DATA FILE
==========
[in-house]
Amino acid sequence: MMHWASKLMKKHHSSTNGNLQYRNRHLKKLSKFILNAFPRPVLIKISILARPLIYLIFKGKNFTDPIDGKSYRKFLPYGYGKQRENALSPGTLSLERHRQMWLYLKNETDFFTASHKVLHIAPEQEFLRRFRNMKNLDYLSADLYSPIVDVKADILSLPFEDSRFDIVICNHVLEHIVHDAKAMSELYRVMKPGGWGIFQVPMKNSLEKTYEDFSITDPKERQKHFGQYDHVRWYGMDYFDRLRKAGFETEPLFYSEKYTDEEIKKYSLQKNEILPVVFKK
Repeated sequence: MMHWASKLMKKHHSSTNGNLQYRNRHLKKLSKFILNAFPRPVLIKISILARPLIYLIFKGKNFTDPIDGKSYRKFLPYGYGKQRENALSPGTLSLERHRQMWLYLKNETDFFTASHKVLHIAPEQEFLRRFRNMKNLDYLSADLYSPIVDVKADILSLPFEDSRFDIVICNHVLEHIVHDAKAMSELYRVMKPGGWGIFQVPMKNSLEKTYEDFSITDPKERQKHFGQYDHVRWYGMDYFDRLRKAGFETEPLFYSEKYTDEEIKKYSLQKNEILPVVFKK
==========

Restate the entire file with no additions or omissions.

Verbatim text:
[in-house]
Amino acid sequence: MMHWASKLMKKHHSSTNGNLQYRNRHLKKLSKFILNAFPRPVLIKISILARPLIYLIFKGKNFTDPIDGKSYRKFLPYGYGKQRENALSPGTLSLERHRQMWLYLKNETDFFTASHKVLHIAPEQEFLRRFRNMKNLDYLSADLYSPIVDVKADILSLPFEDSRFDIVICNHVLEHIVHDAKAMSELYRVMKPGGWGIFQVPMKNSLEKTYEDFSITDPKERQKHFGQYDHVRWYGMDYFDRLRKAGFETEPLFYSEKYTDEEIKKYSLQKNEILPVVFKK
Repeated sequence: MMHWASKLMKKHHSSTNGNLQYRNRHLKKLSKFILNAFPRPVLIKISILARPLIYLIFKGKNFTDPIDGKSYRKFLPYGYGKQRENALSPGTLSLERHRQMWLYLKNETDFFTASHKVLHIAPEQEFLRRFRNMKNLDYLSADLYSPIVDVKADILSLPFEDSRFDIVICNHVLEHIVHDAKAMSELYRVMKPGGWGIFQVPMKNSLEKTYEDFSITDPKERQKHFGQYDHVRWYGMDYFDRLRKAGFETEPLFYSEKYTDEEIKKYSLQKNEILPVVFKK